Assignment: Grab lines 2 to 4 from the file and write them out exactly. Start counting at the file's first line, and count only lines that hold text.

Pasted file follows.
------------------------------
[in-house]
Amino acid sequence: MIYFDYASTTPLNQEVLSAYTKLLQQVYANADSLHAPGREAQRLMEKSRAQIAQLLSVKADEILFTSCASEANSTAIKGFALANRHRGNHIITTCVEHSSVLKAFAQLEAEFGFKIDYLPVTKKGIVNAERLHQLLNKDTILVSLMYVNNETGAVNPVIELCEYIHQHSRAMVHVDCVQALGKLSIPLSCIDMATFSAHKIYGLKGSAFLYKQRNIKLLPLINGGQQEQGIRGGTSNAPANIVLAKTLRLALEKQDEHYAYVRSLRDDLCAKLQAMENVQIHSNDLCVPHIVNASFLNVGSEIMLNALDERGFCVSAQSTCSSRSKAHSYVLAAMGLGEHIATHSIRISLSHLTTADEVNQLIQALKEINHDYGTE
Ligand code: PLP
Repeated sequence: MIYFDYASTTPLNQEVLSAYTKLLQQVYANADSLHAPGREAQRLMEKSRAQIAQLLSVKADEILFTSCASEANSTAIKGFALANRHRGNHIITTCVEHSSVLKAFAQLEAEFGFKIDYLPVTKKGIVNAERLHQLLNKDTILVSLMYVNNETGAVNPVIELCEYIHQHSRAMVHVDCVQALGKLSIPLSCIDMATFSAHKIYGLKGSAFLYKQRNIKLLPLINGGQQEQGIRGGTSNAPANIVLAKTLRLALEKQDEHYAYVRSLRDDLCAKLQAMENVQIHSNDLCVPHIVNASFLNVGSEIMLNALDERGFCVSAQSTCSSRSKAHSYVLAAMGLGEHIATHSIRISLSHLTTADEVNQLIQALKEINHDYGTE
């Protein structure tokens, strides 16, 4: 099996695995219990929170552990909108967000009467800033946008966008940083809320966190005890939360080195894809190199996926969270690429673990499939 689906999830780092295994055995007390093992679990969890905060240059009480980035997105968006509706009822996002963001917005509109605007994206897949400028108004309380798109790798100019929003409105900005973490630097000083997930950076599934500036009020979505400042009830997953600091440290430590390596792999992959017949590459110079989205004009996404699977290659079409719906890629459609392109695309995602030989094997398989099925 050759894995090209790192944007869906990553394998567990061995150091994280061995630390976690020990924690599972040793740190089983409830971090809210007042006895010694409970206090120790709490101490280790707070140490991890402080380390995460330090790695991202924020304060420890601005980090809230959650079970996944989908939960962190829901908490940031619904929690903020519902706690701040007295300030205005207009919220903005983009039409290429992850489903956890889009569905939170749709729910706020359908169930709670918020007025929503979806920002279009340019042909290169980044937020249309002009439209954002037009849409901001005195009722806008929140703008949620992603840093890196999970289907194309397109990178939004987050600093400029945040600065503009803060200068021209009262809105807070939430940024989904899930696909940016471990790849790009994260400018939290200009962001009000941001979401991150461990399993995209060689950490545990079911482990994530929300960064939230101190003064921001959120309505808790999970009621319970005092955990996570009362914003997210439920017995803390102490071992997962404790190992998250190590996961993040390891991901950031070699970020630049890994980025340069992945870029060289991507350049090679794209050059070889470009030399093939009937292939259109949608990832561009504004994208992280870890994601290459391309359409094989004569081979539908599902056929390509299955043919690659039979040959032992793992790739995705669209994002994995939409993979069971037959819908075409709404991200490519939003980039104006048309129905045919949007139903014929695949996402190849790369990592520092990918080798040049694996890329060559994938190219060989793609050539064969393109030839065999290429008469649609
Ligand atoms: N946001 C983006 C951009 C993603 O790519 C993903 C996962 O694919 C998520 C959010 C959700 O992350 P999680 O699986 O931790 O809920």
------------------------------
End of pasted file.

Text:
Amino acid sequence: MIYFDYASTTPLNQEVLSAYTKLLQQVYANADSLHAPGREAQRLMEKSRAQIAQLLSVKADEILFTSCASEANSTAIKGFALANRHRGNHIITTCVEHSSVLKAFAQLEAEFGFKIDYLPVTKKGIVNAERLHQLLNKDTILVSLMYVNNETGAVNPVIELCEYIHQHSRAMVHVDCVQALGKLSIPLSCIDMATFSAHKIYGLKGSAFLYKQRNIKLLPLINGGQQEQGIRGGTSNAPANIVLAKTLRLALEKQDEHYAYVRSLRDDLCAKLQAMENVQIHSNDLCVPHIVNASFLNVGSEIMLNALDERGFCVSAQSTCSSRSKAHSYVLAAMGLGEHIATHSIRISLSHLTTADEVNQLIQALKEINHDYGTE
Ligand code: PLP
Repeated sequence: MIYFDYASTTPLNQEVLSAYTKLLQQVYANADSLHAPGREAQRLMEKSRAQIAQLLSVKADEILFTSCASEANSTAIKGFALANRHRGNHIITTCVEHSSVLKAFAQLEAEFGFKIDYLPVTKKGIVNAERLHQLLNKDTILVSLMYVNNETGAVNPVIELCEYIHQHSRAMVHVDCVQALGKLSIPLSCIDMATFSAHKIYGLKGSAFLYKQRNIKLLPLINGGQQEQGIRGGTSNAPANIVLAKTLRLALEKQDEHYAYVRSLRDDLCAKLQAMENVQIHSNDLCVPHIVNASFLNVGSEIMLNALDERGFCVSAQSTCSSRSKAHSYVLAAMGLGEHIATHSIRISLSHLTTADEVNQLIQALKEINHDYGTE